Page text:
In a January opinion article in the Washington Post, James Q. Wilson, the late Ronald Reagan professor of public policy at Pepperdine University in California, cited social-impact financing as a better way to reduce income inequality than taxing the wealthy.
For more trademark news, click here.
Television networks including Walt Disney Co. (DIS)’s ABC and Comcast Corp. (CMCSA)’s NBC asked an appeals court to shut down Aereo Inc., the online TV service backed by Barry Diller, claiming it violates their copyrights.
The broadcasters, which also include News Corp.’s Fox Television and CBS Corp. (CBS), made oral arguments today in federal appeals court in Manhattan, seeking to overturn a lower-court judge’s refusal to put New York-based Aereo out of business. They said the judge erred in relying on an appeals court ruling in a case involving a Cablevision Systems Corp. (CVC) video recorder.
The networks sued in March, claiming Aereo infringed their copyrights by capturing over-the-air signals and retransmitting them without a license to subscriber smartphones and computers.
“Cablevision was a storage service, not a retransmission service,” Bruce Keller, a lawyer for the networks, told the three-judge appeals panel Nov. 30. “Aereo is a retransmission service by its own design. Without a license, it violates copyrights. It sells our broadcasts, our performances, to its customers.”
Aereo said in court papers that its service gives individual subscribers access to broadcast programming and lets them record it using remotely located individual antennas and digital video recorders. That constitutes a private performance under the law, according to Aereo.
U.S. District Judge Alison Nathan in Manhattan in July denied the networks’ motion for an injunction, ruling that Aereo’s retransmissions weren’t public performances requiring a license under copyright law.
Aereo has argued that providing a copy of a program through an individual antenna that transmits to one subscriber and no others constitutes a private performance. Using one antenna to gather a signal before redistributing it to many subscribers would constitute a public performance requiring a license.
Before the service began, Aereo received support from Diller’s digital media company IAC/InterActive Corp. (IACI), which led a $20.5 million round of financing. Diller, who is on Aereo’s board, once ran News Corp. (NWSA)’s Fox Broadcasting. Chet Kanojia is the founder and chief executive officer of Aereo.
The appeals are American Broadcasting Cos. v Aereo, 12-2807, and WNET v. Aereo, 12-2786, U.S. Court of Appeals for the Second Circuit (Manhattan). The lower-court cases are American Broadcasting Cos. v. Aereo, 12-1540, and WNET v. Aereo, 12-1543, U.S. District Court, Southern District of New York (Manhattan).
‘Monty Python’ Producer Seeks More Royalties for ‘Spamalot’
The producer of “Monty Python and The Holy Grail” is looking for more than a shrubbery from the 1975 film’s six stars in a London lawsuit over a profit-sharing agreement tied to the hit musical “Spamalot.”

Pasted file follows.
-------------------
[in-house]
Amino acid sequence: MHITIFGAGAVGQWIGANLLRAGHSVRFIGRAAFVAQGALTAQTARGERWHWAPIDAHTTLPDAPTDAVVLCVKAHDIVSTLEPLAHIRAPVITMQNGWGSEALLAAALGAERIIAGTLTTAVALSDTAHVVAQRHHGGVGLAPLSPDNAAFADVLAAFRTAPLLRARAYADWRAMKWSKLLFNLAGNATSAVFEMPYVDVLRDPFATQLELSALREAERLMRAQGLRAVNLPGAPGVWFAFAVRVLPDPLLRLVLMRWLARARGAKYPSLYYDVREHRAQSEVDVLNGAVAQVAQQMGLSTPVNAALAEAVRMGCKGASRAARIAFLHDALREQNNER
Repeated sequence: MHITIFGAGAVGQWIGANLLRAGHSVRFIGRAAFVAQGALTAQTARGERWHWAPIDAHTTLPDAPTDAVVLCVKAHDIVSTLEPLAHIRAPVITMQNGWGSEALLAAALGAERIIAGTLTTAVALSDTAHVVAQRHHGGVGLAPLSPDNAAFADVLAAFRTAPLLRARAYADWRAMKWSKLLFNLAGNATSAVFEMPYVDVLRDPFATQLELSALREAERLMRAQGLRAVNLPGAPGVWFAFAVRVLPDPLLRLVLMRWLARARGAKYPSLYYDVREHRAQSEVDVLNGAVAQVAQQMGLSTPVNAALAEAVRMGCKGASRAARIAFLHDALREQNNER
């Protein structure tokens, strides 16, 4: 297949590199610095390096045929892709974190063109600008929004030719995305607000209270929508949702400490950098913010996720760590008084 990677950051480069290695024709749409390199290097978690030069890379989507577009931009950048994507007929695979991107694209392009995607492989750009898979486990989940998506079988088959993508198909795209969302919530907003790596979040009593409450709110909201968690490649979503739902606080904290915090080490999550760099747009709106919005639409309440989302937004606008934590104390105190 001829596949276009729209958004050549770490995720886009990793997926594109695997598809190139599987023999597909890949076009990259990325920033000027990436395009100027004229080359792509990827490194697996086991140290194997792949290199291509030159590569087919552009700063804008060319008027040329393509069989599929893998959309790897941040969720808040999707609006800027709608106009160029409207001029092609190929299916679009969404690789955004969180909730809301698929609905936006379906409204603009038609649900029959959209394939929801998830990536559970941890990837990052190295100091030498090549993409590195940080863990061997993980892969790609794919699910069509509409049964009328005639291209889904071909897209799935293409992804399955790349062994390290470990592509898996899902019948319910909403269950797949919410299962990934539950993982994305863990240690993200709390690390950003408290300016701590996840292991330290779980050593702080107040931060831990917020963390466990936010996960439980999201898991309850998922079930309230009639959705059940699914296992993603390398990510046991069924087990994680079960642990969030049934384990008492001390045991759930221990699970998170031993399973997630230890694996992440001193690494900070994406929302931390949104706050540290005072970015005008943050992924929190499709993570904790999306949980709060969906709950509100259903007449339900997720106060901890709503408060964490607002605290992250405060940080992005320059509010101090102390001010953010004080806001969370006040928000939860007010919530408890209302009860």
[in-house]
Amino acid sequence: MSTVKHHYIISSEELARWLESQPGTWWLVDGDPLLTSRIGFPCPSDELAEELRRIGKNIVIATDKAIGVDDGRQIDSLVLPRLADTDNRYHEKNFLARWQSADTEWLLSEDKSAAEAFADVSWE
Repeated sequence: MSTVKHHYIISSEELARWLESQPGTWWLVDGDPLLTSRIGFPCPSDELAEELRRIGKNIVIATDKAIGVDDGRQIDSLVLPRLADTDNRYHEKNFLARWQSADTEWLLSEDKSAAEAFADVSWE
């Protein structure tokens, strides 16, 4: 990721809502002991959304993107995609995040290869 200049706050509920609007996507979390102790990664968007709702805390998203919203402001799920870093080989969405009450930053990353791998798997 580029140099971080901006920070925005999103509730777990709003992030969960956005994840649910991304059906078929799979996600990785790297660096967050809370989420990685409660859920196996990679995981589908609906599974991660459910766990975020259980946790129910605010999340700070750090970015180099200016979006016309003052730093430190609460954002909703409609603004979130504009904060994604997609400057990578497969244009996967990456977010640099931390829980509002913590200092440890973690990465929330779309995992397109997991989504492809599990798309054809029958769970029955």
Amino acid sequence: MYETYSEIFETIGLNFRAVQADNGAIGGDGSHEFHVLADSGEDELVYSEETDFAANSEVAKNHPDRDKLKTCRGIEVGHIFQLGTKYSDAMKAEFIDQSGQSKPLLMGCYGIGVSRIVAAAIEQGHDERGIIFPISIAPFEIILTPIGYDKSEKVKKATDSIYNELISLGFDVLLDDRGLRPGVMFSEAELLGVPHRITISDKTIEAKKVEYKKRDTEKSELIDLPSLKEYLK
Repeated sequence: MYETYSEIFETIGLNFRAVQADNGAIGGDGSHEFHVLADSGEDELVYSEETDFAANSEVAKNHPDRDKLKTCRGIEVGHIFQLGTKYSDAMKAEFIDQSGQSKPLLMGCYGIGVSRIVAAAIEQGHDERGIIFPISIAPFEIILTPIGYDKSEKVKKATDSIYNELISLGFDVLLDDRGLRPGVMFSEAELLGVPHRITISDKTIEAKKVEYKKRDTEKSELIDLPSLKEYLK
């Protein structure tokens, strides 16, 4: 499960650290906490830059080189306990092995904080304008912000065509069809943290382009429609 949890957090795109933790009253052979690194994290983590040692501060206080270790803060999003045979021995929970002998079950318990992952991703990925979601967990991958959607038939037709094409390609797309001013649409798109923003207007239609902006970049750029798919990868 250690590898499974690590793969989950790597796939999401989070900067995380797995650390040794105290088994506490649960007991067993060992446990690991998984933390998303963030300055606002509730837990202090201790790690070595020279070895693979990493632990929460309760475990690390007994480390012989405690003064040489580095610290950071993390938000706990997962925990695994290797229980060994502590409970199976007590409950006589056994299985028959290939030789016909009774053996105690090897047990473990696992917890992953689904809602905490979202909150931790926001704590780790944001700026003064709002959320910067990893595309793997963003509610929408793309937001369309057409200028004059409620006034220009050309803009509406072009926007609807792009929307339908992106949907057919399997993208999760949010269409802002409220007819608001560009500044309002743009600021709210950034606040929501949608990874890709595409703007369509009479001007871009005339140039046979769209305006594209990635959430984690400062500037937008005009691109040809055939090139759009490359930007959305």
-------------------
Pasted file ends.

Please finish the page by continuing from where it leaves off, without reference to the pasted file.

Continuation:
Mark Forstater is entitled to a larger share of the royalties from the musical based on the film, which has been “a huge international commercial success,” with runs on Broadway and in London’s West End, his lawyers said at a London hearing.
Forstater, who was declared bankrupt in June, should be treated as the “seventh Python” for financial purposes, Tom Weisselberg, his attorney said in court Nov. 30. Three of the founders of the comedy troupe, Michael Palin, Eric Idle and Terry Jones, are scheduled to testify at the trial, which is expected to last five days.
“Spamalot” grossed $168 million before it closed at New York’s Shubert Theater in January 2009, according to the Broadway League, a trade association of landlords and producers. The six Pythons each earn between $500,000 and $800,000 in royalties per year, according to a 2009 interview with Roger Saunders, the London manager of Python (Monty) Pictures Ltd.
Saunders couldn’t be immediately reached for comment.
In the film, King Arthur gathers his knights for a quest to find the Holy Grail. Along the way, they encounter blood-thirsty villagers looking for witches to burn, French soldiers who toss cows and insults at them over battlements, and a huge knight who demands a shrubbery in order to let them pass.
Between 1975 and 2005 Forstater received one-seventh of half the merchandising and spinoff income from “Grail,” his lawyers said in documents filed at the U.K. court. Lawyers for the Pythons argued he should get a smaller proportion.
For more copyright news, click here.
An ex-General Motors Co. (GM) engineer and her husband were found guilty of stealing trade secrets on hybrid-car technology from the automaker to help develop such vehicles in China.
A federal court jury in Detroit reached the verdicts Nov. 30 after a trial that started Nov. 5. Jurors began deliberating yesterday.
The U.S. claimed Shanshan Du, the ex-GM employee, copied the Detroit-based company’s private information on the motor control of hybrids and provided documents to her husband, Yu Qin. Prosecutors accused Qin of using the data to seek business ventures or employment with GM’s competitors, including the Chinese automaker Chery Automobile Co.
Qin was convicted of all seven counts. Du was convicted on three counts, including conspiracy to possess trade secrets without authorization. She was acquitted on wire fraud charges.
General Motors contended that the secrets are worth more than $40 million, prosecutors said. Lawyers for both defendants, who pleaded not guilty, argued that the information didn’t consist of trade secrets, wasn’t stolen and was useless for other companies.
The U.S. alleged that Du, an electrical engineer who worked at GM from 2000 to March 2005, sought assignment to the company’s hybrid work project to gain access to information on the motor control of such vehicles.
The U.S. claims that Du began providing GM documents to her husband for use in a company they had started, Millennium Technology International. Du copied material and Qin developed a plan to sell hybrid vehicle technology through a joint venture in China, the U.S. said.
The process accelerated after GM sought Du’s resignation in late January 2005, according to the indictment. Prosecutors said at the beginning of the trial that 16,262 GM files were found on Du’s computer.
After Du left the company, the couple uploaded GM documents containing secret information onto a computer at their home, the U.S. claimed. In July or August 2005, Qin “communicated with others, by e-mail and in person, about collaboration on a new business venture which would provide hybrid vehicle technology to Chery,” the U.S. said in court papers.
The U.S. also alleged that Qin destroyed evidence during the government’s initial investigation. In May 2006, the U.S. said, the defendants dumped bags of shredded documents in a Dumpster behind a grocery store.
The case is U.S. v. Qin, 10-cr-20454, U.S. District Court, Eastern District of Michigan (Detroit).